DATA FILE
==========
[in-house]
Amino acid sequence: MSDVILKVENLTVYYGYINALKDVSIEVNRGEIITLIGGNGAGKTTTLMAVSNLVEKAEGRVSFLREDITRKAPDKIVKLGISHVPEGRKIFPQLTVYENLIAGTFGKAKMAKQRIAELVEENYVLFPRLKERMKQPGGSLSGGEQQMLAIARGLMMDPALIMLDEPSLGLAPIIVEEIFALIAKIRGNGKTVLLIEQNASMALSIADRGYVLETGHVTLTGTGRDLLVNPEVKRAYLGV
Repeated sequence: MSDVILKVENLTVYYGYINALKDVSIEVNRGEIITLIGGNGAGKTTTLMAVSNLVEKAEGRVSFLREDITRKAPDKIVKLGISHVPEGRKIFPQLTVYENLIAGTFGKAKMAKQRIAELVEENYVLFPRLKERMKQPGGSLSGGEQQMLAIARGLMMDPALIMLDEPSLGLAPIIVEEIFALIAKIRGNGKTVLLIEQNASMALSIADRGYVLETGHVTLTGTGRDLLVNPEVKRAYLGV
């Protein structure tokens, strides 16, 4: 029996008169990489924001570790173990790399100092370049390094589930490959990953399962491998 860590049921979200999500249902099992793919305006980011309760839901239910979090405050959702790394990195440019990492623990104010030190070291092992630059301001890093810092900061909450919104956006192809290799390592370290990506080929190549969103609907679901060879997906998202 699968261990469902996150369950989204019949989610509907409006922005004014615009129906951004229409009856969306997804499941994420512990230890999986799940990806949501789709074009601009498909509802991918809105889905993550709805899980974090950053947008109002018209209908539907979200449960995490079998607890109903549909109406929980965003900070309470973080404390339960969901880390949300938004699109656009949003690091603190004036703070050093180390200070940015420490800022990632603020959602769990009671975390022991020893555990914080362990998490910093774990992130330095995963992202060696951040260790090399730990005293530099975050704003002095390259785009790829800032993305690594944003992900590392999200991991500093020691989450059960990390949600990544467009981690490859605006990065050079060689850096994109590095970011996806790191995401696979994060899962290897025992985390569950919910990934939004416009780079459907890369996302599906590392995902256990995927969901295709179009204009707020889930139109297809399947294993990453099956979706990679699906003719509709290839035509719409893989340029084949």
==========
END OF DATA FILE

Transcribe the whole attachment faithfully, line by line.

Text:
[in-house]
Amino acid sequence: MSDVILKVENLTVYYGYINALKDVSIEVNRGEIITLIGGNGAGKTTTLMAVSNLVEKAEGRVSFLREDITRKAPDKIVKLGISHVPEGRKIFPQLTVYENLIAGTFGKAKMAKQRIAELVEENYVLFPRLKERMKQPGGSLSGGEQQMLAIARGLMMDPALIMLDEPSLGLAPIIVEEIFALIAKIRGNGKTVLLIEQNASMALSIADRGYVLETGHVTLTGTGRDLLVNPEVKRAYLGV
Repeated sequence: MSDVILKVENLTVYYGYINALKDVSIEVNRGEIITLIGGNGAGKTTTLMAVSNLVEKAEGRVSFLREDITRKAPDKIVKLGISHVPEGRKIFPQLTVYENLIAGTFGKAKMAKQRIAELVEENYVLFPRLKERMKQPGGSLSGGEQQMLAIARGLMMDPALIMLDEPSLGLAPIIVEEIFALIAKIRGNGKTVLLIEQNASMALSIADRGYVLETGHVTLTGTGRDLLVNPEVKRAYLGV
């Protein structure tokens, strides 16, 4: 029996008169990489924001570790173990790399100092370049390094589930490959990953399962491998 860590049921979200999500249902099992793919305006980011309760839901239910979090405050959702790394990195440019990492623990104010030190070291092992630059301001890093810092900061909450919104956006192809290799390592370290990506080929190549969103609907679901060879997906998202 699968261990469902996150369950989204019949989610509907409006922005004014615009129906951004229409009856969306997804499941994420512990230890999986799940990806949501789709074009601009498909509802991918809105889905993550709805899980974090950053947008109002018209209908539907979200449960995490079998607890109903549909109406929980965003900070309470973080404390339960969901880390949300938004699109656009949003690091603190004036703070050093180390200070940015420490800022990632603020959602769990009671975390022991020893555990914080362990998490910093774990992130330095995963992202060696951040260790090399730990005293530099975050704003002095390259785009790829800032993305690594944003992900590392999200991991500093020691989450059960990390949600990544467009981690490859605006990065050079060689850096994109590095970011996806790191995401696979994060899962290897025992985390569950919910990934939004416009780079459907890369996302599906590392995902256990995927969901295709179009204009707020889930139109297809399947294993990453099956979706990679699906003719509709290839035509719409893989340029084949």